GB Rowing Team Chef Marcin Mazur suggests a protein-rich breakfast – perfect after a hard session
Ingredients (serves two)
6 chicken eggs
100g of fresh baby spinach
2 beef tomatoes
100g of white onion, finely chopped
3 tbsp of olive oil
2 red peppers, finely chopped
25g of chopped chives
Pinch of salt
Pinch of black pepper
100g of grated parmesan cheese
How to make it
- Pre-heat the oven to 180°C. Wash and dry all the vegetables, then take the tomatoes and peppers and chop them into small cubes.
- Heat up the olive oil in a medium-size pan. Add the onion and fry until golden brown. Next add the tomatoes and peppers, seasoning with salt and pepper. Cover the pan with a lid and simmer for five to 10 minutes, stirring in between. After five minutes, add the spinach.
- Then put the eggs into a bowl, add some salt and pepper and whisk them until smooth. Take the vegetables from the pan and add to the eggs, along with the chives and mix everything together.
- Then take a 10-12 inch non-stick, oven-proof frying pan and pour all the mixture into it. Sprinkle the parmesan cheese on the top.
- Bake the omelette in the oven for up to 12 minutes until the eggs are set. Then take it out and cool for about five minutes. Cut into portions and serve with some wholegrain bread.
Why’s this good for rowers?
Nutritionist Jacqueline Birtwisle says: “This recipe makes a great breakfast to be enjoyed after a morning’s session on the water – maybe on a weekend when you may have a second outing or strength training.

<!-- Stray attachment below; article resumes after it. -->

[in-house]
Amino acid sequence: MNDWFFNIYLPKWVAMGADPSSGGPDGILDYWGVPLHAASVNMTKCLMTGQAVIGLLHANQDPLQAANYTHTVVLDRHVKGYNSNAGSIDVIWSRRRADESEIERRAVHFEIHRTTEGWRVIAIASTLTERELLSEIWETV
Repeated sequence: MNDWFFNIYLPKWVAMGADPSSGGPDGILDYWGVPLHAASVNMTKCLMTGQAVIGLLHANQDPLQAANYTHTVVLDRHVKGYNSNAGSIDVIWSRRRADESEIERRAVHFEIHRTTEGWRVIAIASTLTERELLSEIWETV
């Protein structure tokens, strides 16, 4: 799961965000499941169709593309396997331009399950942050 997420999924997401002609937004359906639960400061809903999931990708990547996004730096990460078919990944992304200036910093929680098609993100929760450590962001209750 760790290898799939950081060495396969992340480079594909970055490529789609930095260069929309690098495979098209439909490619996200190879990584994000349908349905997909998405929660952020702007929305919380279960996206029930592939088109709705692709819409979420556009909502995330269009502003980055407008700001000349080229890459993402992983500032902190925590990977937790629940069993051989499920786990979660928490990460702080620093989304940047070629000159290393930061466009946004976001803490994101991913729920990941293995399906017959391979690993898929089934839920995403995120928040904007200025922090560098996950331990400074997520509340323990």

“It meets the protein needs of a vegetarian or meat-eating rower by providing 44 grams of protein per serving, giving all the essential amino acids needed for a strenuous total body workout, thanks to the eggs and cheese. However, it provides just 20g of carbohydrates (about the amount of a medium-sized banana), so definitely add in some thick wholegrain bread to mop up the eggy-veg juices as this will top up your muscle glycogen stores by providing more carbohydrates.
“Adults may need in the region of 5-7g of carbohydrates per kilo of body weight a day (350-490g for a 70kg rower) and perhaps more if training twice daily. Those rowers looking for a lower-fat recipe could use less cheese, perhaps experimenting with quark or cottage cheese and a sprinkling of parmesan instead.”
Nutritional content per serving
20g carbohydrate (plus wholemeal bread – one slice of thick wholemeal bread provides 20g of carbohydrates)